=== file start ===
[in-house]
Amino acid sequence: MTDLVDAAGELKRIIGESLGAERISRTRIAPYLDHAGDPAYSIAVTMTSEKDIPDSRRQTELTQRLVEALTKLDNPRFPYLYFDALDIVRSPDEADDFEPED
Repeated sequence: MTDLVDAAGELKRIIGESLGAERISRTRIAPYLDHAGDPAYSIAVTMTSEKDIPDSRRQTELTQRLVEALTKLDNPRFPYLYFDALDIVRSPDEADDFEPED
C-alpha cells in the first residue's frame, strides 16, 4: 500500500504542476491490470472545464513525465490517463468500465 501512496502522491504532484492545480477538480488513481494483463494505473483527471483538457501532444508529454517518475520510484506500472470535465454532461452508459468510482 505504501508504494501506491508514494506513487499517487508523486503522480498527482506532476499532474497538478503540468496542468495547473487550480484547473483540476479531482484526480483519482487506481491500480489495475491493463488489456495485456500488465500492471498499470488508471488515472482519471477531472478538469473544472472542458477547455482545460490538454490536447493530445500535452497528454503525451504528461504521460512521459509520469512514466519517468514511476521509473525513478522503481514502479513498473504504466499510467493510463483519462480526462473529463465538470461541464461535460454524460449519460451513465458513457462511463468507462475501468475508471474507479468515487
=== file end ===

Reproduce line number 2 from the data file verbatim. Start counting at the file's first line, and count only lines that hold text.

Amino acid sequence: MTDLVDAAGELKRIIGESLGAERISRTRIAPYLDHAGDPAYSIAVTMTSEKDIPDSRRQTELTQRLVEALTKLDNPRFPYLYFDALDIVRSPDEADDFEPED